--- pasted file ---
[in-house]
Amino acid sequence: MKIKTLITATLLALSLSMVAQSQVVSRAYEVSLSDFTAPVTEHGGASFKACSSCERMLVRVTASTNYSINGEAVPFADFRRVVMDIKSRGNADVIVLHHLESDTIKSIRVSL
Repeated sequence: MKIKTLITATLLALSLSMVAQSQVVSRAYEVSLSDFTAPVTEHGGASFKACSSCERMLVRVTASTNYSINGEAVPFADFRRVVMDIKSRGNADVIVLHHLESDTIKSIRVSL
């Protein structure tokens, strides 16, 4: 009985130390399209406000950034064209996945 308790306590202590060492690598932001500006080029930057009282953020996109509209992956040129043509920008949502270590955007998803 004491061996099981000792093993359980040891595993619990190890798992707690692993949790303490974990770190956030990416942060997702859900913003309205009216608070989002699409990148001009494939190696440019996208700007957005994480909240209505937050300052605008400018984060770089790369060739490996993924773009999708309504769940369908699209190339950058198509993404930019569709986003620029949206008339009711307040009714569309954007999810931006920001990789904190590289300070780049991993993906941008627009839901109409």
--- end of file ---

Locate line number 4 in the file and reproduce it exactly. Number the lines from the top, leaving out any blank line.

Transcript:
């Protein structure tokens, strides 16, 4: 009985130390399209406000950034064209996945 308790306590202590060492690598932001500006080029930057009282953020996109509209992956040129043509920008949502270590955007998803 004491061996099981000792093993359980040891595993619990190890798992707690692993949790303490974990770190956030990416942060997702859900913003309205009216608070989002699409990148001009494939190696440019996208700007957005994480909240209505937050300052605008400018984060770089790369060739490996993924773009999708309504769940369908699209190339950058198509993404930019569709986003620029949206008339009711307040009714569309954007999810931006920001990789904190590289300070780049991993993906941008627009839901109409």